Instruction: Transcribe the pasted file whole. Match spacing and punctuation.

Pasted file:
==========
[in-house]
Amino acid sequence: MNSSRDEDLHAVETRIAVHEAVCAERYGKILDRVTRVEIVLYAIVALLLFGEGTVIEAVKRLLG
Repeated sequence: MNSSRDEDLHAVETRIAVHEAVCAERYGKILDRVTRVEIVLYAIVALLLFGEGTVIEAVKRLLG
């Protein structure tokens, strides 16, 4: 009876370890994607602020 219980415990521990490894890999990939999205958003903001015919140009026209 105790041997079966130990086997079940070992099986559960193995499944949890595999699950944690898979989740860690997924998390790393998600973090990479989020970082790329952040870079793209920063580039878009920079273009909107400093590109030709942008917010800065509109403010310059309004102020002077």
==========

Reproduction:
[in-house]
Amino acid sequence: MNSSRDEDLHAVETRIAVHEAVCAERYGKILDRVTRVEIVLYAIVALLLFGEGTVIEAVKRLLG
Repeated sequence: MNSSRDEDLHAVETRIAVHEAVCAERYGKILDRVTRVEIVLYAIVALLLFGEGTVIEAVKRLLG
């Protein structure tokens, strides 16, 4: 009876370890994607602020 219980415990521990490894890999990939999205958003903001015919140009026209 105790041997079966130990086997079940070992099986559960193995499944949890595999699950944690898979989740860690997924998390790393998600973090990479989020970082790329952040870079793209920063580039878009920079273009909107400093590109030709942008917010800065509109403010310059309004102020002077």